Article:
Any advice on starting a small organic veg. business?

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My husband and I and our 3 young children (3,6,&8)bought our second home last year.It sits on 3 acres in west. PA.-about a 1/2 acre is wooded.I have always been a gardening enthusiast,although I still have quite a lot to learn-especially in the area of organic gardening.I am,however,constantly reading up to learn as much as possible.My hope is to start a small scale organic veg. buisness over the next 2 years.There are quite a few farmers markets in the area where I could at least get my start.I'm also interested in selling to restaraunts in the area.Finally,most of the responsibilities of the buisness would fall on me as my husband works full time outside the home.I am currently a stay at home mom and believe that this would be a great way for me to do what I love and believe in while I continue to stay home with my children.Any advice,experiences or resources anyone can share would be very much appreciated.

What a great way to get your kids' hands in the dirt. They are at ages where they will love to help. My suggestion would be to start small, maybe sign up for one farmers market booth one day per week. Your loyal following will grow depending upon the quality and variety of your veggies. Here in Madison WI you can go to a farmers market almost any day of the week. Lots of these farmers also offer CSA shares. Some vendors stick to a few veggies – tomatoes, peppers, onions, potatoes – while others have a large variety to choose from. I suggest you start with those you are good at and add veggies once you feel comfortable. I don't have to tell you how back-breaking the work can be so my biggest word of advice would be to start small and let it grow. Don't try to take on too much.

Check out this website for our area. Good luck and good growing!

http://www.macsac.org/

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No Responses to “Any advice on starting a small organic veg. business?”

  1. stl_aer Says:

    What a great way to get your kids' hands in the dirt. They are at ages where they will love to help. My suggestion would be to start small, maybe sign up for one farmers market booth one day per week. Your loyal following will grow depending upon the quality and variety of your veggies. Here in Madison WI you can go to a farmers market almost any day of the week. Lots of these farmers also offer CSA shares. Some vendors stick to a few veggies – tomatoes, peppers, onions, potatoes – while others have a large variety to choose from. I suggest you start with those you are good at and add veggies once you feel comfortable. I don't have to tell you how back-breaking the work can be so my biggest word of advice would be to start small and let it grow. Don't try to take on too much.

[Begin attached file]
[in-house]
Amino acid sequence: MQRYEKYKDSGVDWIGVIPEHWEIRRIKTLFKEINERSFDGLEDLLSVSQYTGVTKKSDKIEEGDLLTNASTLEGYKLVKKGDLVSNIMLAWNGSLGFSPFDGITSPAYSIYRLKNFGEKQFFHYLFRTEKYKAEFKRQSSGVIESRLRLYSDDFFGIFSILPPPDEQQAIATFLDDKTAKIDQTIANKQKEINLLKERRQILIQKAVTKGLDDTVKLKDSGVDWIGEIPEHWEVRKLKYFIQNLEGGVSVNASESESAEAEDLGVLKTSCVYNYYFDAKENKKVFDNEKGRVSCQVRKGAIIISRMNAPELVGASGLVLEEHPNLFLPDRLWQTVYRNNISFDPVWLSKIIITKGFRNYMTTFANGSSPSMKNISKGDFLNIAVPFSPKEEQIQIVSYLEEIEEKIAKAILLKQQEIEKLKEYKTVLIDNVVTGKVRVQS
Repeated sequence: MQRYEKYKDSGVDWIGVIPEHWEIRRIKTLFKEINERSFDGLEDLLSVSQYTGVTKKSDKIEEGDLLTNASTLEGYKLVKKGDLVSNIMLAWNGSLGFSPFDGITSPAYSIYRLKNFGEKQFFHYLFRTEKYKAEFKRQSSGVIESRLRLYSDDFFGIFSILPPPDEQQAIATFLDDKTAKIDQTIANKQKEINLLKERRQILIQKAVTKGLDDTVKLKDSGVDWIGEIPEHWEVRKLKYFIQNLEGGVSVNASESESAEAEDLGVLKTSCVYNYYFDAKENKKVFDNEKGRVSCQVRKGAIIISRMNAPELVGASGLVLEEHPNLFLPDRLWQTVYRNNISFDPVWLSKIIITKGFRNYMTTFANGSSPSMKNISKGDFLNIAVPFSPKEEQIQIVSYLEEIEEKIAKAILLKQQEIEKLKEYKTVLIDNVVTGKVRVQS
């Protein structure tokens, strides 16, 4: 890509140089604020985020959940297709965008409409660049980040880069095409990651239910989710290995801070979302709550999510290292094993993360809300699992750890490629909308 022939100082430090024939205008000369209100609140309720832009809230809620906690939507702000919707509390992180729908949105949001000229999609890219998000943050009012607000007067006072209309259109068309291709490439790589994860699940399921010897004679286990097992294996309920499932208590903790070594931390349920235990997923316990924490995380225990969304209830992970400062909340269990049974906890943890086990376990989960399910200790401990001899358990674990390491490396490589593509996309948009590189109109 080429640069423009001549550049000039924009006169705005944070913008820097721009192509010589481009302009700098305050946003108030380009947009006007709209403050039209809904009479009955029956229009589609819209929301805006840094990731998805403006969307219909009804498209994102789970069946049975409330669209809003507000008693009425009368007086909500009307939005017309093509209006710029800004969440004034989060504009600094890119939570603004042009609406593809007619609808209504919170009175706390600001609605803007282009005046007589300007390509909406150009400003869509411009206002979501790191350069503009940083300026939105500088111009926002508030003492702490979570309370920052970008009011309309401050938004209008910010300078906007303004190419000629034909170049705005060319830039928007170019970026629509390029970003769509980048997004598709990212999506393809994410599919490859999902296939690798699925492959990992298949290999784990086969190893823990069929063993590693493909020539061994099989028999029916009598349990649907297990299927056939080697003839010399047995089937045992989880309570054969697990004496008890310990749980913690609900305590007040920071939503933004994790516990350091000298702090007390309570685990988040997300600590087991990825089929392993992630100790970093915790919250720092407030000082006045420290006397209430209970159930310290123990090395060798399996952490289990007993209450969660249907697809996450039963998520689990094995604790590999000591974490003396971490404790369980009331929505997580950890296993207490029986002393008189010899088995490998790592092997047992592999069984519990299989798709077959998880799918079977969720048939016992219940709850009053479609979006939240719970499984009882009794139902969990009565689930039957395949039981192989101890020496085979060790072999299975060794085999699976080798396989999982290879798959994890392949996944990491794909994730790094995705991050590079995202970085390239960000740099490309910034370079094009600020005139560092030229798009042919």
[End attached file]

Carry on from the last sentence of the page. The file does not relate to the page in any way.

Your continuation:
Check out this website for our area. Good luck and good growing!

    http://www.macsac.org/
    References :

  2. phil Says:

    Yes you should and call it country girl's organic veggies.
    References :

  3. keepsondancing Says:

    I can't imagine why someone gave that first answer a thumbs down because I thought it contained excellent advice. Here's my 2ยข worth:
    The word "organic" has a legal definition. Does PA have some kind of organic farming association that can grant you that status? It may take more than a year to earn it, but once you have it, you can charge a premium for your products. You will have to comply with a number of strictures, dos and don'ts in order to quaify, but the market is finally out there. In the meantime, you can still sell and probably call your produce something like "all natural," which conveys the idea while skirting the legal niceties of "organic."

    I'd suggest getting your hands dirty for a year or so before you approach restaurants. Find out what their needs and wants are, how much, on what schedule, etc. (Once they have an agreement with you, they will want a RELIABLE supply). You need to establish a market first, before you plant a single seed. Again, start small, with a crop you know you can do well…lettuce, or herbs, for example.

    Good luck! It's a lot of hard wortk but the rewards are many!
    References :
    Nursery professional

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